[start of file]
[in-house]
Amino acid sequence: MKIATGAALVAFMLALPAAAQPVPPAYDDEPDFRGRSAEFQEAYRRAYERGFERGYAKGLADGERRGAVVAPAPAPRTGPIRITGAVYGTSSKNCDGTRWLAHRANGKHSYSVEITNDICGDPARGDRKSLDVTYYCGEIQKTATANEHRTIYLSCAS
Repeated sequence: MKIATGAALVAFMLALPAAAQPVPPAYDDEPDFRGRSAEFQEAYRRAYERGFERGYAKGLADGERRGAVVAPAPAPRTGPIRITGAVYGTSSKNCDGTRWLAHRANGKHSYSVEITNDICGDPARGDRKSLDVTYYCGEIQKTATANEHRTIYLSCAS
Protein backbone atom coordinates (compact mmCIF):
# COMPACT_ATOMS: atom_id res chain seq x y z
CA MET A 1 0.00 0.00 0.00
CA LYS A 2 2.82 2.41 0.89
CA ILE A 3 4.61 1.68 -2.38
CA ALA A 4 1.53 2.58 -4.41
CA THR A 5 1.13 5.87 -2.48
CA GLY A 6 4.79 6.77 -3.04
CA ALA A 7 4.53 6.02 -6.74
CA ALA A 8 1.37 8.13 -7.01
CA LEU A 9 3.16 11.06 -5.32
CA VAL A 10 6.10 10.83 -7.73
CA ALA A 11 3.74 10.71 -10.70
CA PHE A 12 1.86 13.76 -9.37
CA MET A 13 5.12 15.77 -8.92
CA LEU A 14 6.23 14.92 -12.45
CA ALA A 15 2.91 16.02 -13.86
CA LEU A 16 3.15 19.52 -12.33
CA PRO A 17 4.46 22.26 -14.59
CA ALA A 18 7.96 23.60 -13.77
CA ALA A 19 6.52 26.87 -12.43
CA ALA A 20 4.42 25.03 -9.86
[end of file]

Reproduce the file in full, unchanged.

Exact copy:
[in-house]
Amino acid sequence: MKIATGAALVAFMLALPAAAQPVPPAYDDEPDFRGRSAEFQEAYRRAYERGFERGYAKGLADGERRGAVVAPAPAPRTGPIRITGAVYGTSSKNCDGTRWLAHRANGKHSYSVEITNDICGDPARGDRKSLDVTYYCGEIQKTATANEHRTIYLSCAS
Repeated sequence: MKIATGAALVAFMLALPAAAQPVPPAYDDEPDFRGRSAEFQEAYRRAYERGFERGYAKGLADGERRGAVVAPAPAPRTGPIRITGAVYGTSSKNCDGTRWLAHRANGKHSYSVEITNDICGDPARGDRKSLDVTYYCGEIQKTATANEHRTIYLSCAS
Protein backbone atom coordinates (compact mmCIF):
# COMPACT_ATOMS: atom_id res chain seq x y z
CA MET A 1 0.00 0.00 0.00
CA LYS A 2 2.82 2.41 0.89
CA ILE A 3 4.61 1.68 -2.38
CA ALA A 4 1.53 2.58 -4.41
CA THR A 5 1.13 5.87 -2.48
CA GLY A 6 4.79 6.77 -3.04
CA ALA A 7 4.53 6.02 -6.74
CA ALA A 8 1.37 8.13 -7.01
CA LEU A 9 3.16 11.06 -5.32
CA VAL A 10 6.10 10.83 -7.73
CA ALA A 11 3.74 10.71 -10.70
CA PHE A 12 1.86 13.76 -9.37
CA MET A 13 5.12 15.77 -8.92
CA LEU A 14 6.23 14.92 -12.45
CA ALA A 15 2.91 16.02 -13.86
CA LEU A 16 3.15 19.52 -12.33
CA PRO A 17 4.46 22.26 -14.59
CA ALA A 18 7.96 23.60 -13.77
CA ALA A 19 6.52 26.87 -12.43
CA ALA A 20 4.42 25.03 -9.86